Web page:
Johann Joseph Fux
- ca. 1660 born in Hirtenfeld near St. Marein/Styria (today community of Nestelbach), son of Andreas Fux, a farmer and the colliery’s church administrator (Zechprobst)
- first musical education probably by the teacher of St. Marein
- by 1680: attending Jesuit University Graz
- 1681: freelance student at the Ferdinandeum Graz, participation in church music at the Hofkirche Graz
- 1683: departure from boarding school shortly before the end of the three-year commitment; he probably did not want to follow the determined way entering into the clergy.
- December 28, 1683: Enrollment at the Jesuit University Ingolstadt, law studies
- August 20, 1685 until the end of 1688 at the latest: organist in St. Moritz, Ingolstadt
- 1693 or 1695: dedication of the Missa SSmae Trinitatis to Emperor Leopold I on the occasion of either the consecration of the Holy Trinity Column at Graben/Vienna (1693) or the laying of the foundation stone of the Trinitarierkirche/Alser Straße in Vienna (1695)
- June 5, 1696: marriage with Clara Juliana Schnitzenbaum, daughter of a civil servant, in Vienna; the couple remains childless and adopts two children of half-brother Peter Fux: Eva Maria and Matthäus Fux
- by 1698 to 1702: organist at the Schottenstift Vienna
- April 1698–1705: Court composer of Emperor Leopold I (title made retroactive from the beginning of 1698)
- 1701: publication of Concentus musico-instrumentalis (Felseckers Erben, Nuremberg) (source; German translation of the preface)
- 1705: appointment as second chapel master at the Maria Pötsch icon in St. Stephen’s, Vienna
- January 1712–1714: first chapel master at St. Stephen’s. Tasks: To perform and – if necessary – compose masses and motets for the High Mass
- October 1713: vice chapel master of Emperor Charles VI (title made retroactive from October 1711), and master of the music chapel of the emperor’s widow Wilhelmine Amalie (until 1718)
- ca. 1713: beginning to suffer from gout, with increasing reduction of compositional activity by the 1720s
- February 7, 1715: appointment as first chapel master of Emperor Charles VI. Tasks: Musical direction of performances; composing for masses and divine offices as well as for special events (coronations, weddings, births, deaths, etc.), table music; organization of musical performances; responsibility for recruitment, salary and retirement benefits of the members of the chapel; involvement in administration and finances; writing evaluations of different musicians. Fux also accepts orders of compositions for monasteries outside Vienna (e.g. Collegiate Church of the Crusaders in Prague, St. Vitus in Prague)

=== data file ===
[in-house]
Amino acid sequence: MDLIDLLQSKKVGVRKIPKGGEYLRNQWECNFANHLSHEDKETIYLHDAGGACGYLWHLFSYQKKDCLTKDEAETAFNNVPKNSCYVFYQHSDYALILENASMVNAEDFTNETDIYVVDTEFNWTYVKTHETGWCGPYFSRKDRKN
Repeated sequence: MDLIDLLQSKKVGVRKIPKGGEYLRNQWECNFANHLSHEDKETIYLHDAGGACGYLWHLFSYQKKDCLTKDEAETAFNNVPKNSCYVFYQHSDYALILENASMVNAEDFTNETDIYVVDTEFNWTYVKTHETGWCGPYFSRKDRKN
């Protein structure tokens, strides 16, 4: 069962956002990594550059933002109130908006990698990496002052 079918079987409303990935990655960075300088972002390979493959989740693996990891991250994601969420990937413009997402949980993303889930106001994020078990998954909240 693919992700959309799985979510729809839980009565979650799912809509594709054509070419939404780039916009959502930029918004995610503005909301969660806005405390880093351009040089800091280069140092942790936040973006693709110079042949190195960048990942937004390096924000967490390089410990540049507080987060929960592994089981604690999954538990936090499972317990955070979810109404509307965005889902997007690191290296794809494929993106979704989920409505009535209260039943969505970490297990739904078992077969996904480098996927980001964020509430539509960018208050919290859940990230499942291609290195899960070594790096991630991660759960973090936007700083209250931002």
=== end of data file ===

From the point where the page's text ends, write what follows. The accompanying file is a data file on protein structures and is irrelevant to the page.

- 1716: Angelica vincitrice di Alcina for the birth of the successor to the throne, Archduke Leopold Johann
- 1717: Fux defends the Hexachord doctrine in the “solmisation dispute” with Johann Mattheson
- 1719: publication of Elisa, Festra teatrale per Musica (Jeanne Roger, Amsterdam)
- March 5, 1720: exequia for the emperor’s widow Eleonora Magdalena, with the “Kaiserrequiem” by Fux; later performances of this composition in 1736 (for the funeral for Prince Eugene of Savoy) and in 1740 (for the funeral for Emperor Charles VI)
- 1720: Componimento da camera per musica Psiche, which Fux cannot complete (because of illness?) in time for the name day of Empress Elisabeth Christine on November 19; the missing numbers are set to music by Antonio Caldara. Fux completes his composition for the 1722 performance on the birthday of Emperor Charles VI
- 1722: Le nozze di Aurora, Festa teatrale for the wedding of the archduchess Maria Amalie with elector Karl Albrecht of Bavaria.
- 1723: Costanza e fortezza, festival opera for the birthday of Empress Elisabeth Christine, performances in Prague at the coronation of Charles VI as king of Bohemia and at the hereditary homage
- 1725: publication of Gradus ad Parnassum by Johann Peter van Ghelen, Vienna. - Performance of Giunone placata for the nameday of Empress Elisabeth Christine.
- 1731: death of Fux’s wife
- August 28, 1731: performance of Enea negli Elisi for the birthday of Empress Elisabeth Christine
- January 5, 1732: drawing up of Fux’s will, appointment of the adopted children Eva Maria and Matthäus as heirs; the musical legacy (instruments, manuscripts, library) goes to the nephew Matthew and is subsequently lost
- February 13, 1741: Fux dies at the age of 81 in Vienna and is buried on February 15, 1741 in the catacombs of St. Stephen’s; in the 19th century they are cleared and Fux’s grave is not preserved
J. J. Fux, Testament (end).
© by courtesy of Österreichische Nationalbibliothek, Bildarchiv und Grafiksammlung (POR) LW 71821-C
See Thomas Hochradner, Thematisches Verzeichnis der Werke von Johann Joseph Fux Band I, Wien: Hollitzer 2016; Thomas Hochradner, art. Johann Joseph Fux, in MGG2, Personenteil Bd. 7, Kassel etc.: Bärenreiter 2002, col. 303–319; Rudolf Flotzinger (ed.), Johann Joseph Fux. Leben – musikalische Wirkung – Dokumente, Graz: Leykam 2015.
Documents concerning the Fux reception and performances can be found in the collection by Gerhard Hofer: www.fux-archiv.com